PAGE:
In today’s edition of The Heartland Daily Podcast, Jesse Hathaway, managing editor of Budget & Tax News, speaks with Norbert Michel. Michel is a research fellow at the Heritage Foundation. Michel joins Hathaway to discuss Bitcoin, an innovative digital currency that’s growing in popularity.
In today’s episode of In The Tank, Donny and John bring in special guest, Justin Haskins, an editor and writer for The Heartland Institute, to discuss some of latest stories in the news cycle. These stories include Scott Walker’s campaign implosion, World Rhino Day, taxing Netflix, and regulating Fantasy Football. John and Justin also go head to head on a new.
Last week, hydrologist and Science Director of The Heartland Institute, Dr. Jay Lehr participated in a roundtable discussion on Steel on Steel – a weekly program dedicated to “the sharpening of ideas, news, commentary, interview, information and debate.” Lehr and president of Less Government, Seton Motley, were brought on to talk about the Environmental Protection Agency’s overreach and regulations.
In today’s edition of The Heartland Daily Podcast, research fellow Isaac Orr speaks with Katie Brown. Brown is a contributor to the Energy In Depth blog – a publication which focuses on “getting the facts out about the promise and potential of responsibly developing America’s onshore energy resource base.” Brown joins Orr to discuss the Obama administration’s new regulations which seek to reduce methane emissions.
Oreos have been for years made in Chicago, Illinois (and several other American cities). Mondelez International, Inc. – the company that delivers us the chocolatey, spherical goodness – announced they would make their next wave of Oreo manufacturing investment not in Chicago, but in Mexico. This move will reduce – not end – Chicago’s role in production. Jobs in the Windy City will be halved – from 1,200 to 600. (Other cities will continue their current roles.)
Northern Virginia has experienced strong and consistent population growth over the past decade. Loudoun County grew more than any other county in the commonwealth over the past three years and recently became Virginia’s third most populous county. A booming population has led to growth in Northern Virginia’s economy, with competitive markets developing in all manner of industries, save one: health care. A single provider that has developed a near-monopoly, Inova, dominates health care in region.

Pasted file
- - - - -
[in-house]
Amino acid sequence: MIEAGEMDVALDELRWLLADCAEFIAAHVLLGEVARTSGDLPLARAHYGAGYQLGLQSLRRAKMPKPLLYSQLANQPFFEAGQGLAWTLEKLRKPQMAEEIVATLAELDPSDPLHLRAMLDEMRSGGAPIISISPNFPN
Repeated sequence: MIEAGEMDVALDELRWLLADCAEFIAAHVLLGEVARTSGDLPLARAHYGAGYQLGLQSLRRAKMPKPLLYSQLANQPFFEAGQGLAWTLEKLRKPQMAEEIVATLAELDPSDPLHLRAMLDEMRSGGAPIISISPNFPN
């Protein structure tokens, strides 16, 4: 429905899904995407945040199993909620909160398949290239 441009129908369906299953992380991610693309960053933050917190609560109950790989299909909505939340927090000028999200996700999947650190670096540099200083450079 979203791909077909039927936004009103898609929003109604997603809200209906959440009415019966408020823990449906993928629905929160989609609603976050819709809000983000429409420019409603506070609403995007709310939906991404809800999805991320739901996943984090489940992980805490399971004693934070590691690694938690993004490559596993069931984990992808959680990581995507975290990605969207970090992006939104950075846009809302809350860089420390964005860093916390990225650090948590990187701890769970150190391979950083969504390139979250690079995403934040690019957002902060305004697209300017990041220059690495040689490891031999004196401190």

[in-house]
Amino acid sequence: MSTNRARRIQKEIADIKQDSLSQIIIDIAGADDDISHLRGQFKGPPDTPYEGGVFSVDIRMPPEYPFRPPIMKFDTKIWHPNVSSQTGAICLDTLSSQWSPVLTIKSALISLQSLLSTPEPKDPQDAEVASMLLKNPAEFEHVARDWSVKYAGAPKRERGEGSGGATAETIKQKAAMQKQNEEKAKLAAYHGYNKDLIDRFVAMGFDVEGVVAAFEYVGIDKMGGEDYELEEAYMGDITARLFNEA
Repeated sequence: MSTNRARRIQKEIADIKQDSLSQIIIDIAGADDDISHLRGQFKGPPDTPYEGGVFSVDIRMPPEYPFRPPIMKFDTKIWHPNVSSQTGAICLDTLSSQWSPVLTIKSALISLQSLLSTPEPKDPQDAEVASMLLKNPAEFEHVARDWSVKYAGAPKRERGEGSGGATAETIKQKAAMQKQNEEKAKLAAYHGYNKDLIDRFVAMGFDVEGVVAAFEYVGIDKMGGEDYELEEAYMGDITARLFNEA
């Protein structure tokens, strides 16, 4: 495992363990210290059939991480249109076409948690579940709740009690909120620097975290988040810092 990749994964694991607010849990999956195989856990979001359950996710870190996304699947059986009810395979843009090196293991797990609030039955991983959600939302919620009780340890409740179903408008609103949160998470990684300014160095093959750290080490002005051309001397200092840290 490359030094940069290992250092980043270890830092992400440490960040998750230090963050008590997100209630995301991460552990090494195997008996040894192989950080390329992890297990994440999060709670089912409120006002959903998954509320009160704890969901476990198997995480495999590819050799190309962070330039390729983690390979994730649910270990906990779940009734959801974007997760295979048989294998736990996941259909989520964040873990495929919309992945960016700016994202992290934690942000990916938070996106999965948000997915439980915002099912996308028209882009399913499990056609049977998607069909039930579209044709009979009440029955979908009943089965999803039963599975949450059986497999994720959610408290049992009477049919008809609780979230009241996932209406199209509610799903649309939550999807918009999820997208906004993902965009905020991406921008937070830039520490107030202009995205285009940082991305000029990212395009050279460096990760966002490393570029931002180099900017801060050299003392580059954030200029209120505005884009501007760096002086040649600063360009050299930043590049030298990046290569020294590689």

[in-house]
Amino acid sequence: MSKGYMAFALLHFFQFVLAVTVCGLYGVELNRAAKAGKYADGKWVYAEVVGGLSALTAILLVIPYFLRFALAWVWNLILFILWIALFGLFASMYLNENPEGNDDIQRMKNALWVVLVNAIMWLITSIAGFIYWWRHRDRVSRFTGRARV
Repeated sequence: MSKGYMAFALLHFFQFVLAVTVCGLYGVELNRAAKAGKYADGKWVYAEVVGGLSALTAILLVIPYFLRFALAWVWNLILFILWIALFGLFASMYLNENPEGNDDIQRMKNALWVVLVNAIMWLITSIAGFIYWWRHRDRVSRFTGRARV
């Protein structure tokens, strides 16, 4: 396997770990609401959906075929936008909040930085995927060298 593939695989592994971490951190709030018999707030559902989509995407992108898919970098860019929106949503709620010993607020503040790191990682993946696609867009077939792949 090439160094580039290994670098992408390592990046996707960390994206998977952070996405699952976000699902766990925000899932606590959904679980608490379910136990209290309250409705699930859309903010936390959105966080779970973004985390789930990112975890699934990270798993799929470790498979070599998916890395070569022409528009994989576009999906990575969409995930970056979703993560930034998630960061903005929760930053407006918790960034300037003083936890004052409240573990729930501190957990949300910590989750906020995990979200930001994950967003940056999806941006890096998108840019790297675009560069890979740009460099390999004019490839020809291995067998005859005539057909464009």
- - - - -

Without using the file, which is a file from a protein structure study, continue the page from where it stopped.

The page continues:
Sixteen state attorneys general recently announced the filing of a multistate lawsuit against the Environmental Protection Agency (EPA) over President Barack Obama’s Clean Power Plan. The lawsuit is neither the first nor the last time we will see states pushing back against the nation’s environmental “authority” and other outrages emanating from Washington, DC.
The entirety of the United States is now a federal disaster area – rendered thus by Washington, D.C. Unlike areas hit by hurricanes, tornadoes and other acts of God – our cataclysm is entirely man-made. Decades of anti-Reality policies have left our nation an uber-addled mess.
Most of us feel that time goes by faster as we get older. It does. When you are five years old, one year represents 20 percent of your life. Yet, when you are fifty, that same calendar year is only 2 percent of your life—making that single timeframe much smaller. Those of us involved in fighting the bad energy policies coming out of Washington have a similar feeling: the second term of the Obama Administration seems to be throwing much more at us and at such speed that we can barely keep up. Likewise, they are.